I've not lived in Japan... but as far as I'm aware from what other people have told me, and various other sources, that kind of behaviour is remembered over there for a *_very_* long time. Far more than in Western cultures. They _don't_ forget, and they _don't_ forgive that kind of behaviour.
For example, they don't build up their business relationships as much on the basis of giving either party the power to sue the other over a breach of contract (for example), like people do in the USA. In the USA some cretins sue each other for any idiotic thing now. Even tripping over their own shoelaces, some white trash will try and sue the shoe manufacturer for it. That doesn't happen much (if at all) in Japan. They build business relationships based on *_trust_*. It's more of a "friendship" than a "business relation". Sure, there are legal documents and contracts, but they are _not_ the foundation of business relationships.
So... screwing up that way in Japan, is more than a matter of them loosing a bit of money. It's as if you've betrayed a certain form of friendship, and personally I'm with them on this. I have *_no_* sympathy (or respect) for people who behave that way.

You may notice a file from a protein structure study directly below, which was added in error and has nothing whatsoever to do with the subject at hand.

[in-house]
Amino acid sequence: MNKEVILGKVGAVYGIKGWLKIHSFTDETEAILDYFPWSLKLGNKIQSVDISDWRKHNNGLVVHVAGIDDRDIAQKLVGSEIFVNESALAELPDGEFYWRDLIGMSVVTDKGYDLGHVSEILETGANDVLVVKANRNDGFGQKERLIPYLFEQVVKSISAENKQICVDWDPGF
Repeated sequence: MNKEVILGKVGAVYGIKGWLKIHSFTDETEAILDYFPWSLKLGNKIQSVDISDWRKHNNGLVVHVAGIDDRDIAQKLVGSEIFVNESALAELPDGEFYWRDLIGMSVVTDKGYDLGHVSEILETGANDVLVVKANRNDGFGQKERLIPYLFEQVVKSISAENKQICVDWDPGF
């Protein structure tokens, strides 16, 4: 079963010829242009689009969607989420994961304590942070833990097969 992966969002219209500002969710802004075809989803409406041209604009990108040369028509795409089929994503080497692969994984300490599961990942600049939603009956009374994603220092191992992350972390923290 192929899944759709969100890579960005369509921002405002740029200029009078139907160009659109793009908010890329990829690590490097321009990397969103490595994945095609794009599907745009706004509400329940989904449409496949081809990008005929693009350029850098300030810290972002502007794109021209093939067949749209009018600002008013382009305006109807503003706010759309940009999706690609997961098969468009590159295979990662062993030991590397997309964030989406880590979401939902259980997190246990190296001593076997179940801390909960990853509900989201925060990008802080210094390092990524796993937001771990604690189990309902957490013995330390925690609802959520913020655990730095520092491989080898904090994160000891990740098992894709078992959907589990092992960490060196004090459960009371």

Is it fair to generalize and discriminate against _entire_ races or cultures because of it? No. But that's what people are like everywhere. People generalize. Japanese are no worse because of it. Nobody is... and if anyone has intentions of travelling to a _foreign_ country, they should make an effort to accept at least _some_ of their customs, especially ones considered important.
And this applies universally. It applies to Americans travelling to Japan, Muslims travelling to Britain, British travelling to Poland, and Indians travelling to America. Really... the examples are endless. And if certain people make _no effort_ to adapt to their new country and experience a backlash because of it, then I'm afraid it's not "racism". It's disrespect at best... but to get respect you have to give respect first. Respect their rules, and they might respect yours.